Football doyen SS Hakeem revives Olympic glory
There was a time in history when football served to unify the Indian army – and the country. Under the guidance of legendary Syed Abdul Rahim, India had become one of the best teams in Asia. City Spidey rekindles the glorious past of Indian football and the country’s memorable performance in 1956 and 1960 Olympics in a tête-à-tête with 1960 Olympian footballer, SS Hakeem, at his hostel in Sports Authority of India.
‘It felt like a win’
Hakeem shares, “I was not a part of the 1956 Melbourne team, but do remember every detail of our team’s win. We got the fourth position and my father was the coach. In Rome, in 1960, I was a part of the team and it was a matter of immense pride for me. Though we finished sixth, we played extraordinarily against giants like Hungry, France and Peru. The victory in Rome, I feel, was way more important in terms of performance.”
During the 1960 Olympics, India had to play against Hungary in the semi-finals. The entire country had braced itself for a defeat by a margin of 10-12 goals. Hakeem recollects, “We were trained hard so that we could manage a draw or even a loss by minimum margin. We lost by a margin of 1-2 goals! We were defeated but we had won the heart of Europe. The entire European media declared us a dark horse. It was a great surprise for all that we could stop Hungry at 1-2. It felt like a win. We had managed to astonish Europe and our team was all over the papers .This was the best-ever performance in the last 100 years.”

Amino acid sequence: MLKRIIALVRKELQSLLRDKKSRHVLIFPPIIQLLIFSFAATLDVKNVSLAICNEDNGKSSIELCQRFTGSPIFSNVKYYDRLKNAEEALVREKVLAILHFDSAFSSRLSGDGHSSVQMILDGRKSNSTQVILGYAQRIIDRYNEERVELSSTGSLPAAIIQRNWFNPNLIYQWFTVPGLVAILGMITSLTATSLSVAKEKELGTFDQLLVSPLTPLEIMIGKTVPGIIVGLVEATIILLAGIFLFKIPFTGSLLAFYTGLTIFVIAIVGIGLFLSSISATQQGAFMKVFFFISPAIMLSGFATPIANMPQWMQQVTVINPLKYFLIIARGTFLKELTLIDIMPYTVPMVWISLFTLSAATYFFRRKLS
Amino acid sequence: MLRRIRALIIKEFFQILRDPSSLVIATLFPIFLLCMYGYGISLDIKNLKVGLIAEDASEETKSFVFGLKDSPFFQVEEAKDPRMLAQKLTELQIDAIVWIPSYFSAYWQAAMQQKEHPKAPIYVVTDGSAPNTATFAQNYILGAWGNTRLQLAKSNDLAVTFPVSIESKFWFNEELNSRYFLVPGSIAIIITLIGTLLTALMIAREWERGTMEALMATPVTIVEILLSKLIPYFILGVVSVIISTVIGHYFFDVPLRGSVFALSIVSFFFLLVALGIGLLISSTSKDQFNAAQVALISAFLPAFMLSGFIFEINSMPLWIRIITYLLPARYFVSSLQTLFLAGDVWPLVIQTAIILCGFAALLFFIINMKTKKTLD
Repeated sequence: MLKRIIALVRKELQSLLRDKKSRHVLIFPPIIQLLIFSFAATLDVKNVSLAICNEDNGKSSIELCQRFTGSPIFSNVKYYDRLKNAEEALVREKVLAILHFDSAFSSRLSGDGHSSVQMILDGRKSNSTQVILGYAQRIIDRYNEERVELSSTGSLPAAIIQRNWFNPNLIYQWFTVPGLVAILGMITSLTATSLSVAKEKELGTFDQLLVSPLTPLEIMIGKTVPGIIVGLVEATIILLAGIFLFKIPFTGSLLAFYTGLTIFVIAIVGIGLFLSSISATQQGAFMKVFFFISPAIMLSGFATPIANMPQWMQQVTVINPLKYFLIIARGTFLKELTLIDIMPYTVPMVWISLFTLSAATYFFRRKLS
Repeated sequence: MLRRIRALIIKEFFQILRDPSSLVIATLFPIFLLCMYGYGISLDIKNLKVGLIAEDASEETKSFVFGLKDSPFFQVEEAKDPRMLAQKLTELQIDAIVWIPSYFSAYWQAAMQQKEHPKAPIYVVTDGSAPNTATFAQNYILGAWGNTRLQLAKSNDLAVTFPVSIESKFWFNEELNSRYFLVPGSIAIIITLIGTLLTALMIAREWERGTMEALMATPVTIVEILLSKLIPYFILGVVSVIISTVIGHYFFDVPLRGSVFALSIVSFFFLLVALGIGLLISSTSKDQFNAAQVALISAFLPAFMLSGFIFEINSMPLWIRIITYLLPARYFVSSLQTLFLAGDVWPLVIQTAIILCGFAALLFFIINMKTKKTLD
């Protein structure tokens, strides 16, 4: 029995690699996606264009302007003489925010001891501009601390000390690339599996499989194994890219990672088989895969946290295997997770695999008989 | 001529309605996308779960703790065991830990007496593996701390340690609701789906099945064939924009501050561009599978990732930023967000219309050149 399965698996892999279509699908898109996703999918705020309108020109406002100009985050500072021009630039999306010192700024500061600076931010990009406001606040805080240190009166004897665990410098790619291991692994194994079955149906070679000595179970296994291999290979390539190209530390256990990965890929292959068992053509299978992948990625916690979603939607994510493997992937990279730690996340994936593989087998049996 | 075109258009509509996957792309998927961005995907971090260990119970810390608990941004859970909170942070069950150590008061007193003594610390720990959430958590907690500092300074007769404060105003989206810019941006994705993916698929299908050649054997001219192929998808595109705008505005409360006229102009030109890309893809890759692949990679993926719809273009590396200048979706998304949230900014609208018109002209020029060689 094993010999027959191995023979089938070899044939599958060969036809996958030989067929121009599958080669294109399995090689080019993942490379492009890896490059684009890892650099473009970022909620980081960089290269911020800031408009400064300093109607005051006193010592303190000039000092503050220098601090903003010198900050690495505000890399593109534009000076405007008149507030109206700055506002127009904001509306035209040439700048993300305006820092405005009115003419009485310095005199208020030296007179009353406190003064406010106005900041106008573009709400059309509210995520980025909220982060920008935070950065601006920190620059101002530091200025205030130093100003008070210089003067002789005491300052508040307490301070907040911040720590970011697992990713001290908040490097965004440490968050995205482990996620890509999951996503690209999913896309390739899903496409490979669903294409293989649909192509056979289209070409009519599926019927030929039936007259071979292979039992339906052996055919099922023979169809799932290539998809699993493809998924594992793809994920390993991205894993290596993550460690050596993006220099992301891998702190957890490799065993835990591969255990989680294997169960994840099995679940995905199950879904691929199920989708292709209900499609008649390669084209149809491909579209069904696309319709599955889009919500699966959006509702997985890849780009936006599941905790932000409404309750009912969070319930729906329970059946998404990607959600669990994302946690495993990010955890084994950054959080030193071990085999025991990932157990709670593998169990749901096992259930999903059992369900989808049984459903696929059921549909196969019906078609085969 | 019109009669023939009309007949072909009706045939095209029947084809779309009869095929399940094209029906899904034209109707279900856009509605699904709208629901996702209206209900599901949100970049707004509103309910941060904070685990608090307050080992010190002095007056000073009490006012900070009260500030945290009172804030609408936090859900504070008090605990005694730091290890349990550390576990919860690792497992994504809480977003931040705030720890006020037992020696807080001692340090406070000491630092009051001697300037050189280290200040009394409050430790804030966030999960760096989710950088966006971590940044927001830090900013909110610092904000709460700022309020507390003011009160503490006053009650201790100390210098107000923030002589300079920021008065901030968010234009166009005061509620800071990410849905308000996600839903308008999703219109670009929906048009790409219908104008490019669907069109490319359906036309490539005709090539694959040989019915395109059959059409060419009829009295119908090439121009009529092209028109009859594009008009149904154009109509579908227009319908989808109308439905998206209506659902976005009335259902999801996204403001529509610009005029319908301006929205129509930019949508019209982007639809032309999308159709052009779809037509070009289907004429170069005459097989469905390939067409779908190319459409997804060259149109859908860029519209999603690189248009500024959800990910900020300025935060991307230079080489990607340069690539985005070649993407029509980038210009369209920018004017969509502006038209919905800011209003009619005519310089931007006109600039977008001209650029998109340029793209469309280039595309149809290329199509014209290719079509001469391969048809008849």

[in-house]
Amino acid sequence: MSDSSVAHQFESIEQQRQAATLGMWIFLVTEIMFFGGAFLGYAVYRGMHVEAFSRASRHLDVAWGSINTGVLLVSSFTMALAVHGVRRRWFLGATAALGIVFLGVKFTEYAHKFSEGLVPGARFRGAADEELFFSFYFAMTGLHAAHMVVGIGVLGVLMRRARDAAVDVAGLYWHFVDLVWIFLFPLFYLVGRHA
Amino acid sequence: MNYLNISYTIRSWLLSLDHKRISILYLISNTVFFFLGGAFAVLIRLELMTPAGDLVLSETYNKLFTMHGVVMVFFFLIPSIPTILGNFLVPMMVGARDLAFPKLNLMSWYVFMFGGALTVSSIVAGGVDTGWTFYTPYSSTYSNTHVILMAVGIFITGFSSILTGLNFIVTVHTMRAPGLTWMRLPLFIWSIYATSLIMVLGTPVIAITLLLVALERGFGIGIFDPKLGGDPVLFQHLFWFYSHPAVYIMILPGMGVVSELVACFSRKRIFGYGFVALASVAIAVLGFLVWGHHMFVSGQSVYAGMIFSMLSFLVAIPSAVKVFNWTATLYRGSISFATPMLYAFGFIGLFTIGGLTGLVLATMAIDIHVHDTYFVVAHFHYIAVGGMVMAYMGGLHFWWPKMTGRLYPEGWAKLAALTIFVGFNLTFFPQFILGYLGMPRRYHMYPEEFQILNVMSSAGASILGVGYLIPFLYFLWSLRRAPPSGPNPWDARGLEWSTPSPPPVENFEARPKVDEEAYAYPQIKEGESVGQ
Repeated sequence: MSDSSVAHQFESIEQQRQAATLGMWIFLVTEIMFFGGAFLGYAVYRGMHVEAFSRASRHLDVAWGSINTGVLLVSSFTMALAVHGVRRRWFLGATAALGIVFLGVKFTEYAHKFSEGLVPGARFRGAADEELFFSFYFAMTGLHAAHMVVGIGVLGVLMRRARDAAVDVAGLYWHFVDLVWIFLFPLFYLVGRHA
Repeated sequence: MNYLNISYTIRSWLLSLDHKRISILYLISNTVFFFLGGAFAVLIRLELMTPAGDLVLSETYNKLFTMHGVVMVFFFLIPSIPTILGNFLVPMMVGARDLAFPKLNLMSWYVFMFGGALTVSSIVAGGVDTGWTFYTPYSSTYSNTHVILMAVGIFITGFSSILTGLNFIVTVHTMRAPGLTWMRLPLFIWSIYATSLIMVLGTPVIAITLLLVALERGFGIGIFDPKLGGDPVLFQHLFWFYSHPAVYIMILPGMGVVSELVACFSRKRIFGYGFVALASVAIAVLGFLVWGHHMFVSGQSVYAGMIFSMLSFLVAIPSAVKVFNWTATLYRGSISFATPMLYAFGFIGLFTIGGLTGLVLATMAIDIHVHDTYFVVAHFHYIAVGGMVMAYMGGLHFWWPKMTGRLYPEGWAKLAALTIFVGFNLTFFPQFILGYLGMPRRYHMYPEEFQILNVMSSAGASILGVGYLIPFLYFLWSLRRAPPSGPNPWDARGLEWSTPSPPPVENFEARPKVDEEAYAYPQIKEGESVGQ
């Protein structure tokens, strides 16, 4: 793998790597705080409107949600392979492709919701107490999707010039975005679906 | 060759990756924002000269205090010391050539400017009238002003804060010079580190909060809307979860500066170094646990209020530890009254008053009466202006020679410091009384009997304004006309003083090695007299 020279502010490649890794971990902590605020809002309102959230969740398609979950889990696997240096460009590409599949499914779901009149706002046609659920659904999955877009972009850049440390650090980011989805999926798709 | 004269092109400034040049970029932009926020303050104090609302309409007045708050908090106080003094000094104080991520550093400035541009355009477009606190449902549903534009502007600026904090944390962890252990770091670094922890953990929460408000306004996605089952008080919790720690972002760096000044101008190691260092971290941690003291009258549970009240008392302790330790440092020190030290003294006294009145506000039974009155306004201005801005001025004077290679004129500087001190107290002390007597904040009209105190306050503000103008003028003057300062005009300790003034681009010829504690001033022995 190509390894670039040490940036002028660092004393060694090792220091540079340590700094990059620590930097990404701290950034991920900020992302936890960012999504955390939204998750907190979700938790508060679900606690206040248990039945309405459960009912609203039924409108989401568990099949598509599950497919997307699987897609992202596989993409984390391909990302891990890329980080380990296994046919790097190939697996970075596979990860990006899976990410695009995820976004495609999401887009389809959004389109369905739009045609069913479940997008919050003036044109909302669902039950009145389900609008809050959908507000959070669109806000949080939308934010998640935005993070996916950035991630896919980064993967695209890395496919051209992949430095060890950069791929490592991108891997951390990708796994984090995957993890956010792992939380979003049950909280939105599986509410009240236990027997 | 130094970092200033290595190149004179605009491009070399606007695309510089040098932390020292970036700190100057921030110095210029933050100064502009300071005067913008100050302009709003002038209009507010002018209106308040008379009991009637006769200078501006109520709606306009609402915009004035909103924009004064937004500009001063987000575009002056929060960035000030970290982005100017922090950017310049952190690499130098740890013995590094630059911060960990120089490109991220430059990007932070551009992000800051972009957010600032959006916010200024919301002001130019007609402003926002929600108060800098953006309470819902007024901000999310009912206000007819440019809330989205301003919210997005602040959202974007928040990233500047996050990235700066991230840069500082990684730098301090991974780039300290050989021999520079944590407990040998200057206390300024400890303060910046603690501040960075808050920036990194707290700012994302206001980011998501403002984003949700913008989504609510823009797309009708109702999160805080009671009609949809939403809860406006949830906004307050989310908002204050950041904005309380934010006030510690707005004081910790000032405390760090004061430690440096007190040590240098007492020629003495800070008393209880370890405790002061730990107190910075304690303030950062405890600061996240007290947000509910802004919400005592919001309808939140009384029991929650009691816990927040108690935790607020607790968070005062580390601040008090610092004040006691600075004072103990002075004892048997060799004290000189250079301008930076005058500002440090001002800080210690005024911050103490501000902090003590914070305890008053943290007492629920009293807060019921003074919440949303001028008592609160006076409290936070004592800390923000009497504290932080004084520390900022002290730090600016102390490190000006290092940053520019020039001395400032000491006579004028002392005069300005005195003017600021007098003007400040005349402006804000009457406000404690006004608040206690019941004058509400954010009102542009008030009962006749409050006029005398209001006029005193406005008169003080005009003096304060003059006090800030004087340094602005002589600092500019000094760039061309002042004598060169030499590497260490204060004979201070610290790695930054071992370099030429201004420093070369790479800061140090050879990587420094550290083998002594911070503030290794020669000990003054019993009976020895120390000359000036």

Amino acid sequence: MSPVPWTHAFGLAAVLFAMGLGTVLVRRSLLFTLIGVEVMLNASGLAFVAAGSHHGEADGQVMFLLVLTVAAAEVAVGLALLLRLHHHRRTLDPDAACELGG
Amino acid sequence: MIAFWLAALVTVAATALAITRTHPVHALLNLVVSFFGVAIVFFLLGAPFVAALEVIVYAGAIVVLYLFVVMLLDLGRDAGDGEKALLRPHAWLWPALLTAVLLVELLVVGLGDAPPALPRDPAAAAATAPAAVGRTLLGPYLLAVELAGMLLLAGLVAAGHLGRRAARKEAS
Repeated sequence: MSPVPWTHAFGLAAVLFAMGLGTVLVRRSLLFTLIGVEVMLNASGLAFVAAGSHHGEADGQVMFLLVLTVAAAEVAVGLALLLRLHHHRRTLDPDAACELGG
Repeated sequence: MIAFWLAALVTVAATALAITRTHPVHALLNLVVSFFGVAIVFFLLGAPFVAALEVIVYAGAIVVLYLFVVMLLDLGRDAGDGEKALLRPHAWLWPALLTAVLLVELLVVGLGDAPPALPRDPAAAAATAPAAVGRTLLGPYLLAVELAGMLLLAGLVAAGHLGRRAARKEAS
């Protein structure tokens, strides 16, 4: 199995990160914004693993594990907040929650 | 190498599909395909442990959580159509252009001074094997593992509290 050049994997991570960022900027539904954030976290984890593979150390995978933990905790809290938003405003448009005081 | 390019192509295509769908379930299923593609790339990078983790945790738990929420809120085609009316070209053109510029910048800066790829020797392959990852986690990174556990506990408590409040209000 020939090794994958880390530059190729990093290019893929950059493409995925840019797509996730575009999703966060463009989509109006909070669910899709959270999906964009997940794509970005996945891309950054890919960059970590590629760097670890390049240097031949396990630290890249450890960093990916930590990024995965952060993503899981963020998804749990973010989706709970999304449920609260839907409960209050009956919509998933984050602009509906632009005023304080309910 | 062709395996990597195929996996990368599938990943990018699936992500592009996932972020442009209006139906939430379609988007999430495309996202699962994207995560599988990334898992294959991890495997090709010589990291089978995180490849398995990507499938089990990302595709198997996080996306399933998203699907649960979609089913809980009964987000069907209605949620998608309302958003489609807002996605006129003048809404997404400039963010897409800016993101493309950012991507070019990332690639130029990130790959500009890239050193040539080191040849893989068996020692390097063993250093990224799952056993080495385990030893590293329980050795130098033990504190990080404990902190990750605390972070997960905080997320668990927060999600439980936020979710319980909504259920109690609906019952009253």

Moments of pride
Hakeem remembers his stay in Rome like it was yesterday – the proud mothballed memories never leaving his side. Recounting one such experience, he says, “When we were marching on the grounds, I felt like I had achieved everything – all that I ever desired. I remember meeting our icon Mohammad Ali. He had this singular habit -- he would roam the Olympic village and pay sudden visits at camps. One night, at around 1.30 am, he dropped into our room and we were speechless! He talked to us and praised our game.”
Worried about the future of such a great game in this country, he puts forth pertinent questions: We have the same climate as South America and Africa, why then are we not producing footballers? Why after 1960, the country never qualified for the Olympics again -- even after more than half a century? He feels government schools and the mohalla gallis are the breeding grounds for footballers. He adds, “All great players are from the streets -- Pele, Ronaldinho, Rivaldo, Eusébio. These kids need to be given a chance. What is required is to make football compulsory in schools, and bring back those primary-level tournaments, which used to be organised in the country decades back. Why are the authorities not doing anything about the game, which, at one point, had brought home a gold medal for India at Asian Games?”
But he never lets his frustration get the better of him. Though in his seventies, he still loves spending time on the ground. “I spend an hour with the ball every day. I take 70-80 kicks on the ground, which is the most important routine of my day. I feel young in my mind. Agreed, physically I am not at the same efficiency levels, but in my mind and heart, I am still the Hakeem who played for India in Rome,” he says smiling broadly.